We’ve spoken a lot about why tracking your cycle is the new black, but how do you actually do it?
You can stop worrying, we’ve got your back with a full guide on everything you need to know.
You’re welcome, hon.
What am I actually tracking?
To know when you’ve ovulated, the most important sign to monitor is your basal body temperature or BBT.
This is your body’s lowest resting core body temperature, which is measured first thing in the morning just after you wake up, before you get up.
To get an accurate reading it is important to measure your temperature:
- Immediately after waking up
- While you are still lying down in bed before you get up (yes before you pee)
- Around the same time every day if possible
These details are important as movement and the body waking up can raise your temperature and skew your reading.
Note: BBT can tell you when ovulation has occurred, it cannot alone predict when ovulation will occur in the future. When actively trying to plan or avoid a pregnancy, BBT can be monitored along with changes in cervical fluid to determine when you are most fertile.
Why basal body temperature?
Your basal body temperature is lower in the first half of your cycle (follicular phase) due to the low concentration of progesterone in the body during this phase.
The day you ovulate, a temperature dip often occurs, before it rises the next day and stays around this higher norm for the second half of your cycle (luteal phase).
The increase in temperature is the result of the lovely progesterone that is released after ovulation. Progesterone causes a rise in BBT that is slight but noticeable - around 0.3ºC to 0.6ºC .
As your hormones start to ebb away towards the end of your cycle, you may see a drop here. It’s like a mini message from your body saying “period incoming!” - provided you don’t fall pregnant, that is.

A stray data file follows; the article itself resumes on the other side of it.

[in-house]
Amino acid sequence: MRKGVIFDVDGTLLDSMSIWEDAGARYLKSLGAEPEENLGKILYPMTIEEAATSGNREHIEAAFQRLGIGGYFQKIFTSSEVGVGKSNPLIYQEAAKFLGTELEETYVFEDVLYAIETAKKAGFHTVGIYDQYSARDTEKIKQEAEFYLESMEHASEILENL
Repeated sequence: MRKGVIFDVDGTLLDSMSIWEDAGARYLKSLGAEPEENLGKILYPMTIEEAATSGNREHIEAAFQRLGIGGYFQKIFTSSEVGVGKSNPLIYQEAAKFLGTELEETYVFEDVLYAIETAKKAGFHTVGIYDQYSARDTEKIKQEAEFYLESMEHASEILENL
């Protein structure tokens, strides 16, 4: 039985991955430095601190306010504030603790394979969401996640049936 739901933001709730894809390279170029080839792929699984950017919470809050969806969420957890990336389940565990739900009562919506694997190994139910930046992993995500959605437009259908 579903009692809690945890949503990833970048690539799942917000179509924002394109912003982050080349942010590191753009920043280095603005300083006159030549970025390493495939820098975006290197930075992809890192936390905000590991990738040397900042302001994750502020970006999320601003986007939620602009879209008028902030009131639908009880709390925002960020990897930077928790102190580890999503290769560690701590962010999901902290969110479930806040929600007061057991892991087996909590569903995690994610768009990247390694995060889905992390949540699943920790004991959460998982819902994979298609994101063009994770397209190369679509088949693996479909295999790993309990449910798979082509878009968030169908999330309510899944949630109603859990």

Seeing your BBT jump from around 36.3ºC to 36.7ºC the midpoint of your cycle and staying in this range for the next few days is a pretty good indicator that you have ovulated (congrats!).
Fun fact: The increase in body temp also ramps up our basal metabolic rate, which is why you may find yourself hungrier in your luteal phase. You actually need more food.
Other factors such as illness, jetlag and alcohol can also affect your basal body temperature and these should also be taken into account.
Sounds great! Where do I start?
Cycle tracking and fertility awareness isn’t a new concept, but it’s one that’s starting to really gain traction as more women realise the importance of this practice.
The fab thing is, there's already a range of apps and devices ready to help you out.
To track your BBT each morning, you’re going to need 2 things:
- A thermometer or a BBT tracking device.
- Somewhere you can record your daily measurements: either a printed chart or an app.
To keep things as super simple, there are a few fertility tracking devices on the market that will do your daily charting for you. Kindara and Daysy fertility monitors both sync with your phone, automatically recording your BBT. Easy.
There are also a great range of apps that you can use alongside a thermometer, to chart your daily BBT measurements. Some will even learn your cycle and make predictions about your fertility and give you insights into the symptoms you regularly tag.
These are generally free or more affordable than fertility devices.
Sounds like a lot of admin...
If this all sounds a bit too much for you right now, that’s ok. Here’s where we recommend you start.
Simply download a cycle tracking app and update it with information such as when you have your period and when you experience hormonal symptoms. This is a great way to start getting friendly with your cycle. If your cycle is reasonably regular, you'll begin to see patterns emerge and be able to predict when your period is approaching.
If you find yourself breaking out and crying for no particular reason at around the same time each cycle, you can be pretty sure your hormones are to blame (we can help with this!)
If nothing else, knowing your cycle can mean you never get caught off guard and buying period supplies from a gas station (it happens to the best of us) again.